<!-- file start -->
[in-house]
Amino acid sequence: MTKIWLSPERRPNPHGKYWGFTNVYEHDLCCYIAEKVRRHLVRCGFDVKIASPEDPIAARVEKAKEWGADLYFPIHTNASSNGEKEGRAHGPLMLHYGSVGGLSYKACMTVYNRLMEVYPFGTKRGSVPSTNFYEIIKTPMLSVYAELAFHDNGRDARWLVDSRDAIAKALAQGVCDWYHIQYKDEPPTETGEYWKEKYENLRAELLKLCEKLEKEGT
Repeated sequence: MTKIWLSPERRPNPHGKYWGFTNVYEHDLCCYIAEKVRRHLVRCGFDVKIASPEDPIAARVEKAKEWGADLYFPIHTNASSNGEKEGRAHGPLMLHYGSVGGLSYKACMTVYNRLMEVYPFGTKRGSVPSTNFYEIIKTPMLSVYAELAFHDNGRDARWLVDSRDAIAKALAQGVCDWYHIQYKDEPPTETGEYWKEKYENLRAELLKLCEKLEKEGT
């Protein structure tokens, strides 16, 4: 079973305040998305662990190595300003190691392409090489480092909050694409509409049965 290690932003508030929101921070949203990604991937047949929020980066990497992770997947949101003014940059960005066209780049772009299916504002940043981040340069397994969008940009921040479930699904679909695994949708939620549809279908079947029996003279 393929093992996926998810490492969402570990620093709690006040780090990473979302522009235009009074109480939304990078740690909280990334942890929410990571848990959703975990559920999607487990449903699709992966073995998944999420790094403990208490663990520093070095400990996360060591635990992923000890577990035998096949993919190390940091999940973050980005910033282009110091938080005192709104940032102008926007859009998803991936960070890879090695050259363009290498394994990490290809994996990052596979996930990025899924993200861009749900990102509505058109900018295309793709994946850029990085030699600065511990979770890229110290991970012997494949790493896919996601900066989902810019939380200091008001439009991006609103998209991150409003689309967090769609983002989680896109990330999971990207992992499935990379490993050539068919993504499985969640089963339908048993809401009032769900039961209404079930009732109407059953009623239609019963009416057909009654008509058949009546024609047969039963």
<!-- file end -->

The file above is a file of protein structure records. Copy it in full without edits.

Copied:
[in-house]
Amino acid sequence: MTKIWLSPERRPNPHGKYWGFTNVYEHDLCCYIAEKVRRHLVRCGFDVKIASPEDPIAARVEKAKEWGADLYFPIHTNASSNGEKEGRAHGPLMLHYGSVGGLSYKACMTVYNRLMEVYPFGTKRGSVPSTNFYEIIKTPMLSVYAELAFHDNGRDARWLVDSRDAIAKALAQGVCDWYHIQYKDEPPTETGEYWKEKYENLRAELLKLCEKLEKEGT
Repeated sequence: MTKIWLSPERRPNPHGKYWGFTNVYEHDLCCYIAEKVRRHLVRCGFDVKIASPEDPIAARVEKAKEWGADLYFPIHTNASSNGEKEGRAHGPLMLHYGSVGGLSYKACMTVYNRLMEVYPFGTKRGSVPSTNFYEIIKTPMLSVYAELAFHDNGRDARWLVDSRDAIAKALAQGVCDWYHIQYKDEPPTETGEYWKEKYENLRAELLKLCEKLEKEGT
């Protein structure tokens, strides 16, 4: 079973305040998305662990190595300003190691392409090489480092909050694409509409049965 290690932003508030929101921070949203990604991937047949929020980066990497992770997947949101003014940059960005066209780049772009299916504002940043981040340069397994969008940009921040479930699904679909695994949708939620549809279908079947029996003279 393929093992996926998810490492969402570990620093709690006040780090990473979302522009235009009074109480939304990078740690909280990334942890929410990571848990959703975990559920999607487990449903699709992966073995998944999420790094403990208490663990520093070095400990996360060591635990992923000890577990035998096949993919190390940091999940973050980005910033282009110091938080005192709104940032102008926007859009998803991936960070890879090695050259363009290498394994990490290809994996990052596979996930990025899924993200861009749900990102509505058109900018295309793709994946850029990085030699600065511990979770890229110290991970012997494949790493896919996601900066989902810019939380200091008001439009991006609103998209991150409003689309967090769609983002989680896109990330999971990207992992499935990379490993050539068919993504499985969640089963339908048993809401009032769900039961209404079930009732109407059953009623239609019963009416057909009654008509058949009546024609047969039963």